The Fresh Loaf

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Recipe maker (Excel) - Trying to combine different units ?

dzolotas's picture
dzolotas

Recipe maker (Excel) - Trying to combine different units ?

Hello


As a newbie in bread baking but having a decent knowledge in coding and computers (my main job) I've tried a while ago to create a way to solve a problem (for me) related to the many and different ways of a recipe's measuring units.


I've seen in recipes sometimes listed together, weight units along with volume units and some "weird" units invented "on the fly". Of course the experienced people, they smile now with me, but maybe some useful can be come out at the end.


I give to anyone (freely of course) the following spreadsheet for downloading :


http://rapidshare.com/files/436660937/Recipe_maker_001.xls


I made it to look like a "real" recipe notebook, allowing me to enter quantities, choose measuring units from a list (both weight and volume intermixed) selecting the ingredients also from a list and finally, select the "convert to" unit for everything.


I've using two lists for keeping the spreadsheet's data, one for the ingredients and one for units. The ingredients list, contains a "density" number which is the weight in grams of each milliliter of volume. I'm not sure if the numbers are correct and the accuracy of the conversions is highly based on this number, so if you have any source to find these numbers, that's great !!


The list of weight & volume units I believe that is correct, I've copied from a online converter.


Any idea, advice, information is welcome.


Dimitris.


 

hilo_kawika's picture
hilo_kawika

Hi Dimitris,


This link has been very helpful for me:


http://www.traditionaloven.com/conversions_of_measures/flour_volume_weight.html


  aloha,


Dave Hurd, Hilo, Hawaii

dzolotas's picture
dzolotas

Hello Dave


Thank you for the link, during my search for density of various materials, I found lots of tables and conversion tools. I've noticed many differences among them and finally I was totally confused. Many of them are just copies from another one, so the errors are reproduced. Even in USDA database there are "strange" values.


The same cup & flour appeared to weight from 90 gr. to 150 gr. !!! WTF


One way I tried is to compare and decide, and if the values are the same then I consider them as correct. But I'm not sure. For that reason I decided to work with density as a reference unit. I thought that it may be more "standard" than the others.


Another think that can be added is the calories/ingredient (/100 gr.) for all those friends around caring about silhouette. That's easy, just another column of data.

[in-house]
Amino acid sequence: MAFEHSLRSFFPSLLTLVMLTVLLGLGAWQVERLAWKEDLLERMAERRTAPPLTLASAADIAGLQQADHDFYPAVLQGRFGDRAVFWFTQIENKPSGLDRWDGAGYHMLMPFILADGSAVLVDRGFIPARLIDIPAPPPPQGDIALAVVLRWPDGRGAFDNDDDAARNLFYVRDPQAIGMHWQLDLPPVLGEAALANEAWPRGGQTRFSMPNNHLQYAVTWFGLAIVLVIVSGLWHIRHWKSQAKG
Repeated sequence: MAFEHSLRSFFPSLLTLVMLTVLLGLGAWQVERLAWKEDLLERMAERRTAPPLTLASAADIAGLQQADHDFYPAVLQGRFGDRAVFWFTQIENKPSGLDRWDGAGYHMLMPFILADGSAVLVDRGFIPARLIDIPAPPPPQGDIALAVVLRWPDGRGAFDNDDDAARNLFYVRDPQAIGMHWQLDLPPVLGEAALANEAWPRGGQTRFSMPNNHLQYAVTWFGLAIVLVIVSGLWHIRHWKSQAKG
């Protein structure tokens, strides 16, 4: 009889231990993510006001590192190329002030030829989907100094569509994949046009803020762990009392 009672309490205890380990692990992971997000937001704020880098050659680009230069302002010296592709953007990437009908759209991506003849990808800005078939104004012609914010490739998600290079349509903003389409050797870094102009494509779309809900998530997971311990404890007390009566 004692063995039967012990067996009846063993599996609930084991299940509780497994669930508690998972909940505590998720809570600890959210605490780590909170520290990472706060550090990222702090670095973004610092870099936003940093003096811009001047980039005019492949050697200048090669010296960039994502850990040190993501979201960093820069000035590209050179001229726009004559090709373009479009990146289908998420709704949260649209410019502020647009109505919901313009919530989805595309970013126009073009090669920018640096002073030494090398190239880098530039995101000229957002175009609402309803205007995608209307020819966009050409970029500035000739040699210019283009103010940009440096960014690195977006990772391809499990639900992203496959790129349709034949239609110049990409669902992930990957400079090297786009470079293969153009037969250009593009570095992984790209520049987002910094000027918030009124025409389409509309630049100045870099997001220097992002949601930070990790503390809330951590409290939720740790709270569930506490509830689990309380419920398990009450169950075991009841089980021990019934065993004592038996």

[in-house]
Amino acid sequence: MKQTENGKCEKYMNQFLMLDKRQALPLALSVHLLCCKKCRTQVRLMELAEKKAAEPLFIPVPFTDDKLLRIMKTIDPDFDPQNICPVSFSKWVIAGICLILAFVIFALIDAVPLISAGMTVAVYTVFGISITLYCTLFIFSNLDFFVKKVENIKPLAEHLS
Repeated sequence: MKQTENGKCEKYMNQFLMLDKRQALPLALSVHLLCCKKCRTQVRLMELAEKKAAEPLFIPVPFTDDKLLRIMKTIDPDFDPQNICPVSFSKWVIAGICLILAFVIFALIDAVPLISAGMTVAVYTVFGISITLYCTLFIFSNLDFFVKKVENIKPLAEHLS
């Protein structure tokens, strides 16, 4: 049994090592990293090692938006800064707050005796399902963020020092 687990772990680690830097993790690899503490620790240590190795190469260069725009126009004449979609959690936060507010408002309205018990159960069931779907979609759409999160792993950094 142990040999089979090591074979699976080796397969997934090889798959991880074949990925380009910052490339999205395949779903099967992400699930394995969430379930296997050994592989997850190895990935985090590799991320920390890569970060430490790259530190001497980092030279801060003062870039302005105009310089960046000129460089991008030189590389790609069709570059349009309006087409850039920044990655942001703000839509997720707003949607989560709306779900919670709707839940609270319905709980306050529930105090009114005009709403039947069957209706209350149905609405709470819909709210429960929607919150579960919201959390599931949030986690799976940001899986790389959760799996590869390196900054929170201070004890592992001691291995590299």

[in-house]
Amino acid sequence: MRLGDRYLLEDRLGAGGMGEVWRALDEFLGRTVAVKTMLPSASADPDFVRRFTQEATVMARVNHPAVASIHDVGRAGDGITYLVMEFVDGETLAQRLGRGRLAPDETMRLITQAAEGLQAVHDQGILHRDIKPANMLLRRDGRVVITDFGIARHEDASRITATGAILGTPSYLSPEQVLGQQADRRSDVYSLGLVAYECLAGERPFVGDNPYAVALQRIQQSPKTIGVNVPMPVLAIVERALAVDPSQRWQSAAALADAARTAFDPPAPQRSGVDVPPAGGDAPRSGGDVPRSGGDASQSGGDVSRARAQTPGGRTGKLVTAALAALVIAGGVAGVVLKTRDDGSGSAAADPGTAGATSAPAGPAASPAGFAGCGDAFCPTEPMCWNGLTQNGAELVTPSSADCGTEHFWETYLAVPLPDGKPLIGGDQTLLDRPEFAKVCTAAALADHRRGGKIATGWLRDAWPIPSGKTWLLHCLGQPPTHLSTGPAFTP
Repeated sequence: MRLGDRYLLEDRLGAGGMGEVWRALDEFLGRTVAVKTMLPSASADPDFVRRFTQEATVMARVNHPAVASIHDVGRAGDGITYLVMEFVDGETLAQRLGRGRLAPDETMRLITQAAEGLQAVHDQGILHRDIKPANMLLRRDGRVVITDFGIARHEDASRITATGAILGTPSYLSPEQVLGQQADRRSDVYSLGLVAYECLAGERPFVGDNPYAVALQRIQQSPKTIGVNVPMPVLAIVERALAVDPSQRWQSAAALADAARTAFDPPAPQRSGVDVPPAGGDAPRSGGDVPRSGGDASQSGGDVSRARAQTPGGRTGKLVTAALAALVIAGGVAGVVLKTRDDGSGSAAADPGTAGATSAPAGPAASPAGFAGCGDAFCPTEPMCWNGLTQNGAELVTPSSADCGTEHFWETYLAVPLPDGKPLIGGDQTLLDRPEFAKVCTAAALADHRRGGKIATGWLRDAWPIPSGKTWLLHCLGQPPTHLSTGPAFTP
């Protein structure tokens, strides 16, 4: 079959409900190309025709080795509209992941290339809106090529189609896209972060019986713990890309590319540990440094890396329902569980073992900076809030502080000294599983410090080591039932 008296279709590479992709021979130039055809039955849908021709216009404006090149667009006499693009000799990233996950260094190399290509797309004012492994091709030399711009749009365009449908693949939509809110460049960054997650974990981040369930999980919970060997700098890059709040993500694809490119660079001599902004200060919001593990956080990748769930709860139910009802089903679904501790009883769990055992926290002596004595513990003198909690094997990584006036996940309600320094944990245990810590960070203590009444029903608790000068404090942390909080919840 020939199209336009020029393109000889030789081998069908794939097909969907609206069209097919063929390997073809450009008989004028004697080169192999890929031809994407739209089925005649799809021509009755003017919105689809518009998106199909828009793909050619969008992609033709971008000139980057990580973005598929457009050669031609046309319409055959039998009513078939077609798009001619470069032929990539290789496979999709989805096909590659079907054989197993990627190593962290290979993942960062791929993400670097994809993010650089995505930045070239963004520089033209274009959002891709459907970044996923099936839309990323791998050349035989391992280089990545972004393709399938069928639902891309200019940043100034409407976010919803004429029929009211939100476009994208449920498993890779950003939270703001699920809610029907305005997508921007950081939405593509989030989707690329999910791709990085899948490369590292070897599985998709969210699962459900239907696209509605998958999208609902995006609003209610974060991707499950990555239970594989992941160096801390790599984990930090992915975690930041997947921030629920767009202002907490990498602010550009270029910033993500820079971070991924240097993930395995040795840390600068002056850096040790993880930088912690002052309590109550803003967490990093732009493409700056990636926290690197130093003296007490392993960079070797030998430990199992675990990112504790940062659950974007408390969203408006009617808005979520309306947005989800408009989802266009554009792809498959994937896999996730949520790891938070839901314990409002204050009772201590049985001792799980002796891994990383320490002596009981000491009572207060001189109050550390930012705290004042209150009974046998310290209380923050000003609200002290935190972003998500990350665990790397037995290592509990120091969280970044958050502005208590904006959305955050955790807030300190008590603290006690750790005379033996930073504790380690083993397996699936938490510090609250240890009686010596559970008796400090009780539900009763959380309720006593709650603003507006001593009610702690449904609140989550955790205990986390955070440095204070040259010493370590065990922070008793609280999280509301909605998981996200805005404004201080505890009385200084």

Thanks anyway, very good link, I added it among others.


Ygeia kai Hara sou (Health and Happines to you)


Dimitris


 

Chuck's picture
Chuck

The same cup & flour appeared to weight from 90 gr. to 150 gr. !!! WTF


This kind of variance is inherent in volume measurements. There is no "correct" value. (Escaping this rather horrid variance is the reason lots of folks prefer weight measurements all the way from recipe testing to final baking.)


Until quite recently, it's been so hard  to measure "small" amounts in the home kitchen that many recipes that mostly use weight (often gram) measurements nevertheless use volume measurements like teaspoons and Tablespoons for the little ingredients like yeast and salt.


Just in the past few years though, inexpensive digital scales with a resolution of 0.1 gram have become available, allowing all ingredients to be measured by weight even at home (web search for either "pocket scale" or "digital spoon"). But recipe books mostly haven't caught up with the new technology yet.

dzolotas's picture
dzolotas

While I'm trying to find a decent solution, I've baked some breads, most o them are quite acceptable, compared to some GREAT breads I've seen here of course. My family is very tolerant I thing, and they give me compliments for almost every attempt. Maybe I need some more creative criticism.


I'm the "laboratory" type, I weight, I measure, I count, I calculate and when I see my mother to make everyday delicious food without ANY measuring tool, except her hand, I want to get all my stuff and fill the trashcan at once.


There is one word. Experience. And it comes slowly with time, damn it.


Obviously it's not easy to force every baker in the world to forget his-her habits and just buy a scale. So when I find a interesting recipe, that has "cups", "water glasses", "tea cups", "coffee plates" and "3 4/36 of a teaspoon" !!! measuring units, I bring down my scientific calculators, web conversion pages, logarithmic tools, and sub-atomic molecular scales, trying to convert all those to simple weight numbers. Overreacting ? Sure.


With that in mind, I've tried to automate a little the procedure, so I build this tool. It serves me quite well for now, and I'll improve it in time.


Thanks for the friendly advices


Dimitris